Distraction is on the verge of becoming an epidemic. Walk into a Starbucks that’s near a high school and you’ll see teenagers texting each other from across the table and putting more effort into a perfect selfie than they do in communicating with each other. As a result, deep work gives anyone who can cultivate the skill a significant competitive advantage.
1. It results in high-value creative output
Books don’t get written and companies don’t get built by checking your email or updating your status on Facebook. Nobody ever changed the world by checking email. Significant creative accomplishments require focus, consistency, good habits and deep work.
Deep work is ultimately what results in high-value creative output. Whether you’re writing a book, building the next great app, or making an iconic film, it requires deep work.
2. It Improves your Ability to Focus
Deep work is like a muscle which it means it must be built.
As you do more deep work, your ability to focus on a cognitively demanding task for an extended period of time will increase. You’ll go from being able to do an hour of deep work to 3–4 hours of it each day.
3. It makes You More Efficient
As I’ve said before deep work allows you get more done in less time. Anytime I start my day with deep work and something that adds meaning or value to my life, my creative output increases significantly. I hack flow states more easily and my days are more fulfilling. With deep work, everything on your to-do list gets done effortlessly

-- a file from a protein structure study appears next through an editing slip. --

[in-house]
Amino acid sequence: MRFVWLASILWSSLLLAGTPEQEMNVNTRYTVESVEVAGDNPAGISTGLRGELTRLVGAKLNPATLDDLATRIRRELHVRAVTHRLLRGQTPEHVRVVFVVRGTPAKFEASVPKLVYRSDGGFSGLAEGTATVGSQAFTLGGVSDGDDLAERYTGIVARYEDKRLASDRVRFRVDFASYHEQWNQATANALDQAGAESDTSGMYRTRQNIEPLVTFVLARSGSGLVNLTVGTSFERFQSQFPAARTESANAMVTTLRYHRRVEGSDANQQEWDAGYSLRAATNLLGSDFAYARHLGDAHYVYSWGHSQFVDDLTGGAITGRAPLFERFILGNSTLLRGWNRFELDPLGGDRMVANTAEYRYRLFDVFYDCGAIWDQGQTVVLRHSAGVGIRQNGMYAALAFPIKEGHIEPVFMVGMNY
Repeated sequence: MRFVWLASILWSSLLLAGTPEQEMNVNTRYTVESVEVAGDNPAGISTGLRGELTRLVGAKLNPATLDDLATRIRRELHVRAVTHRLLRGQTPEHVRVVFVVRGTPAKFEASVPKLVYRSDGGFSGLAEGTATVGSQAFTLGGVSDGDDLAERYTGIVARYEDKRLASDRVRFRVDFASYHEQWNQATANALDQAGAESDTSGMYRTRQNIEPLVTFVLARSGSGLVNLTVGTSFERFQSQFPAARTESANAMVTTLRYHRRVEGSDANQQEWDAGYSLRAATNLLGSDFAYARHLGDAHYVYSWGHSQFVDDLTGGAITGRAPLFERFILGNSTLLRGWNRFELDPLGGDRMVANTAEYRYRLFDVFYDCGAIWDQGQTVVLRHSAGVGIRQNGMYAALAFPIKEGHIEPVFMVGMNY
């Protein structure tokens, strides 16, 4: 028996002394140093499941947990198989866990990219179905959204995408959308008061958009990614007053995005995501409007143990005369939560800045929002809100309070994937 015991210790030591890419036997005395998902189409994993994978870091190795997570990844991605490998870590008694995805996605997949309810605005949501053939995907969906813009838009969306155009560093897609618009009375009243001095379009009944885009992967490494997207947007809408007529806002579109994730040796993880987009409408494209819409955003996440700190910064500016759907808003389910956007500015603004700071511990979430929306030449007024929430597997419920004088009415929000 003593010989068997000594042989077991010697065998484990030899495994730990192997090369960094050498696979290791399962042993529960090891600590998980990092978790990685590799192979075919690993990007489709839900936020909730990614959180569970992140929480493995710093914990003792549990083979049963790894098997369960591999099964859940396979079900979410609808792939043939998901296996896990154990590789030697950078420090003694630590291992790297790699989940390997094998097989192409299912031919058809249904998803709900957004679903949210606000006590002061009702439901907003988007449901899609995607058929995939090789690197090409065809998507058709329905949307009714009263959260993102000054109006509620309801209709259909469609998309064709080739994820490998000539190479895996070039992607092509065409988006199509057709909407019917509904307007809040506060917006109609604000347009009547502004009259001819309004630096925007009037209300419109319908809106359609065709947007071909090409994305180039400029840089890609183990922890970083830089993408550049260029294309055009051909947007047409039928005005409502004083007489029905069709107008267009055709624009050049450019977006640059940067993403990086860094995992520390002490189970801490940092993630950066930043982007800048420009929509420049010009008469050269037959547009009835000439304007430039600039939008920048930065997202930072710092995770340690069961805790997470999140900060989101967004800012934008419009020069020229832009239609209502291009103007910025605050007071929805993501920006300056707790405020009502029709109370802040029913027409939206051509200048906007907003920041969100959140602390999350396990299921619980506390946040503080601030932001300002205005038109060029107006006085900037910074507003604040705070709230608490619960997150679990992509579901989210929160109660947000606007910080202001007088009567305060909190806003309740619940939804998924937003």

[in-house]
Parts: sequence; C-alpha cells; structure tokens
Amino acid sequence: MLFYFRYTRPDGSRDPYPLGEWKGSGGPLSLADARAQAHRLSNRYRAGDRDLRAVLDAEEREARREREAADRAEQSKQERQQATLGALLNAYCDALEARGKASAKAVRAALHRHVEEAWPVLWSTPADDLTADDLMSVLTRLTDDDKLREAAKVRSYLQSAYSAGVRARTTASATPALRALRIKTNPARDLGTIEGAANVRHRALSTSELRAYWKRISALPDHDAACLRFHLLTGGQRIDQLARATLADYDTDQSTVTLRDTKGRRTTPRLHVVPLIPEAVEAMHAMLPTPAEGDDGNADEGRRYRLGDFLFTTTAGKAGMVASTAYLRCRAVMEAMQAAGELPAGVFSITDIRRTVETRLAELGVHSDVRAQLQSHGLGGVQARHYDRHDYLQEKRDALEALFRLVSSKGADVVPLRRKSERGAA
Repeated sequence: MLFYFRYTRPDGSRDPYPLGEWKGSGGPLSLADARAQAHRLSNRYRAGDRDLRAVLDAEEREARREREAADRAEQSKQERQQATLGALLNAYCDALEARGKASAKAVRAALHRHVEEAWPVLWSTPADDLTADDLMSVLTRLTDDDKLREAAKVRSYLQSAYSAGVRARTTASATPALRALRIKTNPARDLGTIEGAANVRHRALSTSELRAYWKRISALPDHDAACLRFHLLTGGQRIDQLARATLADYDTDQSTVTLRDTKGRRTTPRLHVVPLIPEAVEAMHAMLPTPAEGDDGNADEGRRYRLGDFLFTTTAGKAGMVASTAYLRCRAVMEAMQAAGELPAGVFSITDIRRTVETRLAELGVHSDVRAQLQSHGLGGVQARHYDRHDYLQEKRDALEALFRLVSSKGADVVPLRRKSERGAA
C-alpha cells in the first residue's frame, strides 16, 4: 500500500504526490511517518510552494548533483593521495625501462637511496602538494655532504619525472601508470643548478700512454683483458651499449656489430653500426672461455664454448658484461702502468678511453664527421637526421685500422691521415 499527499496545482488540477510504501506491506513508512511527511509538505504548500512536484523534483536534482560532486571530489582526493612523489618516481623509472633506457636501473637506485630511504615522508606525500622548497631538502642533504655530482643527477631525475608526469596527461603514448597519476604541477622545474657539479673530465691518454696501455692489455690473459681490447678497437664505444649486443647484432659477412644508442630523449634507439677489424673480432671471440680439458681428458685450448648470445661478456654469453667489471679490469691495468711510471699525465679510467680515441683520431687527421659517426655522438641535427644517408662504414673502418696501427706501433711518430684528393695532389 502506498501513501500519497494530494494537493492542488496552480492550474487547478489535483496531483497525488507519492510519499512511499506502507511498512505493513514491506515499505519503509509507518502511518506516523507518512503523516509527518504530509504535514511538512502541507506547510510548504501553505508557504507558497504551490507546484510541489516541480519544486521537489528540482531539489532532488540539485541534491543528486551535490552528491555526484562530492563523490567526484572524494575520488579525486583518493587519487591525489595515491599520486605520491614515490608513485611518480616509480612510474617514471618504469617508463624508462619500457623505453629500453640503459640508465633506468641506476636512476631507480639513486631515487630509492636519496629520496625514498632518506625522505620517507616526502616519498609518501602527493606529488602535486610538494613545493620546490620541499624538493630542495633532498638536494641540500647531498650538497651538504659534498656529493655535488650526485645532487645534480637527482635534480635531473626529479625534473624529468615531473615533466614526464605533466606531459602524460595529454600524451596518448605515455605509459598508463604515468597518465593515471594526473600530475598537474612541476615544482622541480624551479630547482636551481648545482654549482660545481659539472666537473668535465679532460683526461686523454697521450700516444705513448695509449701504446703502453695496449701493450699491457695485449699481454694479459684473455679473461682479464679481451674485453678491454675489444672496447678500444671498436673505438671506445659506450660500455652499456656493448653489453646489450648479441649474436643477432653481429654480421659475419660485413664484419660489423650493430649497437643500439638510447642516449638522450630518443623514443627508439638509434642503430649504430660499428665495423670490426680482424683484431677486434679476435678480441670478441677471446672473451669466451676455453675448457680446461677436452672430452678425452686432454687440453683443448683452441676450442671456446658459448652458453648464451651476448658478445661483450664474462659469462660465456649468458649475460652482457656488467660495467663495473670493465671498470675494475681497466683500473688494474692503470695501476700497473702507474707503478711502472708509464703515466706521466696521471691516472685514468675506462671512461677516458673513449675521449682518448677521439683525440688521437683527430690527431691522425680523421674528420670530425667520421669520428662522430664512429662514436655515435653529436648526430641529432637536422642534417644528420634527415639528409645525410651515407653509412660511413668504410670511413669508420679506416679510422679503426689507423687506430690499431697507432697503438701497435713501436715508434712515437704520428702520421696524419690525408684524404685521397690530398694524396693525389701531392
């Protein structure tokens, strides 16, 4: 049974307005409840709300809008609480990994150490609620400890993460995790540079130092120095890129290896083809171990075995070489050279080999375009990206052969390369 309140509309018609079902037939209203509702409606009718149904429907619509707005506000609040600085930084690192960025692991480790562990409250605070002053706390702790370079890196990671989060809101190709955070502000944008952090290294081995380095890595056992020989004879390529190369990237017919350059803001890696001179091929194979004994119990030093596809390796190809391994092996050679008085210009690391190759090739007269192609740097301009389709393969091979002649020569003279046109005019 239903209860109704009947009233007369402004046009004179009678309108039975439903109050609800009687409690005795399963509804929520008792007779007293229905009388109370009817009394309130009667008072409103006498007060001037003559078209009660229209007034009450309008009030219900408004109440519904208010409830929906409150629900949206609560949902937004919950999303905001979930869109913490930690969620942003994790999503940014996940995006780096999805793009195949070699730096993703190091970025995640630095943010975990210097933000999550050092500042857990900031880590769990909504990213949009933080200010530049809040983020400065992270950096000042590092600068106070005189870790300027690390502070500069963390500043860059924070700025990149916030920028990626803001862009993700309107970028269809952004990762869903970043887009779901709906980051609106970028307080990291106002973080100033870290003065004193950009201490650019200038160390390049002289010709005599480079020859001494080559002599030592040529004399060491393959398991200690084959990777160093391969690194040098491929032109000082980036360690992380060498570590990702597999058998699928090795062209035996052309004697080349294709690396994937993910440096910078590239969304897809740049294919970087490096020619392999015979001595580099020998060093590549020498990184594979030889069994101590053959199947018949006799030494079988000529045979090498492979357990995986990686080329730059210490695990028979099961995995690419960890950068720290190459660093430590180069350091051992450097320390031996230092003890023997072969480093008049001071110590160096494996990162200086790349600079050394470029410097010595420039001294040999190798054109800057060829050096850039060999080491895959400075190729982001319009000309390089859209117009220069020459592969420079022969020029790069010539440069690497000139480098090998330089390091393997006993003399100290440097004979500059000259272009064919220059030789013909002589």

3. Deep Work Makes You Happier
Sources of distraction have done a pretty good job of making us miserable. They cause us to spend a lot of time comparing our lives the highlight reels of everyone else’s lives. When we do deep work, we compare less and create more. As a result, we’re happier and according to many happiness researchers, we perform better when we’re happier.
4. Deep Work Creates Momentum
As you spend more time doing deep work, you’ll start to pick up momentum. You tap into the power of success accelerants and achieve goals faster. In his book Before Happiness, Shawn Anchor said, “your brain makes progress towards a goal based how close it thinks it is to that goal.” If you’ve ever done something like write a book or finish a 45,000-word manuscript, you’ll notice that things go much faster later in the process.
As Cal Newport has said, deep work is a 21st-century superpower. With so many sources of distraction, it’s becoming more rare and much more valuable. As a result, it gives you a significant competitive advantage.